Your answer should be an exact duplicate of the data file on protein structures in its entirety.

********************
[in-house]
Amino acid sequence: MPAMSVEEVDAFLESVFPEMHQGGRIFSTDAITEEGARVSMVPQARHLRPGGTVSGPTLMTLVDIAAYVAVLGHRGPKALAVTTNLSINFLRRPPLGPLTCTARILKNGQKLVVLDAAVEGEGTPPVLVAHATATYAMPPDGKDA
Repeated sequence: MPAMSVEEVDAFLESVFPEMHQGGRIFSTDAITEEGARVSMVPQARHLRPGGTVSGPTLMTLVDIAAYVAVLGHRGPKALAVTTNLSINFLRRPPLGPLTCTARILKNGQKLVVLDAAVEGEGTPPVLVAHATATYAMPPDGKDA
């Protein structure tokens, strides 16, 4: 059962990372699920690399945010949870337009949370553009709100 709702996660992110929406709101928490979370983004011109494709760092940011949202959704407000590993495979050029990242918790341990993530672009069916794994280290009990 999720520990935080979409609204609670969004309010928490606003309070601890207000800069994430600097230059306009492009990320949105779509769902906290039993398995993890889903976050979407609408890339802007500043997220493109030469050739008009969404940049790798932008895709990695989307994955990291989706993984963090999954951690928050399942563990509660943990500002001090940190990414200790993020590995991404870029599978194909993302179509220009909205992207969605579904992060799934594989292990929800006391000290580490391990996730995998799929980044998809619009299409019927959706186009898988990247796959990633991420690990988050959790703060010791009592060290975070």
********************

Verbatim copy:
[in-house]
Amino acid sequence: MPAMSVEEVDAFLESVFPEMHQGGRIFSTDAITEEGARVSMVPQARHLRPGGTVSGPTLMTLVDIAAYVAVLGHRGPKALAVTTNLSINFLRRPPLGPLTCTARILKNGQKLVVLDAAVEGEGTPPVLVAHATATYAMPPDGKDA
Repeated sequence: MPAMSVEEVDAFLESVFPEMHQGGRIFSTDAITEEGARVSMVPQARHLRPGGTVSGPTLMTLVDIAAYVAVLGHRGPKALAVTTNLSINFLRRPPLGPLTCTARILKNGQKLVVLDAAVEGEGTPPVLVAHATATYAMPPDGKDA
């Protein structure tokens, strides 16, 4: 059962990372699920690399945010949870337009949370553009709100 709702996660992110929406709101928490979370983004011109494709760092940011949202959704407000590993495979050029990242918790341990993530672009069916794994280290009990 999720520990935080979409609204609670969004309010928490606003309070601890207000800069994430600097230059306009492009990320949105779509769902906290039993398995993890889903976050979407609408890339802007500043997220493109030469050739008009969404940049790798932008895709990695989307994955990291989706993984963090999954951690928050399942563990509660943990500002001090940190990414200790993020590995991404870029599978194909993302179509220009909205992207969605579904992060799934594989292990929800006391000290580490391990996730995998799929980044998809619009299409019927959706186009898988990247796959990633991420690990988050959790703060010791009592060290975070």